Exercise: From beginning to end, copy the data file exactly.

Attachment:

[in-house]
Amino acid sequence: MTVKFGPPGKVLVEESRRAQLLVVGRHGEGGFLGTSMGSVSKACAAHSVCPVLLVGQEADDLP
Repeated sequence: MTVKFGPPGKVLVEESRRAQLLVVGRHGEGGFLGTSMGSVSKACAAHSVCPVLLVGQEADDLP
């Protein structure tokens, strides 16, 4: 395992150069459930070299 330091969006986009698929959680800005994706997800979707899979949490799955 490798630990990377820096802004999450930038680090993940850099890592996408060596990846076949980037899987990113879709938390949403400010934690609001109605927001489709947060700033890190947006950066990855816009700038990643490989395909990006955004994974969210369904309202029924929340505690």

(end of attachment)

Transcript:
[in-house]
Amino acid sequence: MTVKFGPPGKVLVEESRRAQLLVVGRHGEGGFLGTSMGSVSKACAAHSVCPVLLVGQEADDLP
Repeated sequence: MTVKFGPPGKVLVEESRRAQLLVVGRHGEGGFLGTSMGSVSKACAAHSVCPVLLVGQEADDLP
């Protein structure tokens, strides 16, 4: 395992150069459930070299 330091969006986009698929959680800005994706997800979707899979949490799955 490798630990990377820096802004999450930038680090993940850099890592996408060596990846076949980037899987990113879709938390949403400010934690609001109605927001489709947060700033890190947006950066990855816009700038990643490989395909990006955004994974969210369904309202029924929340505690």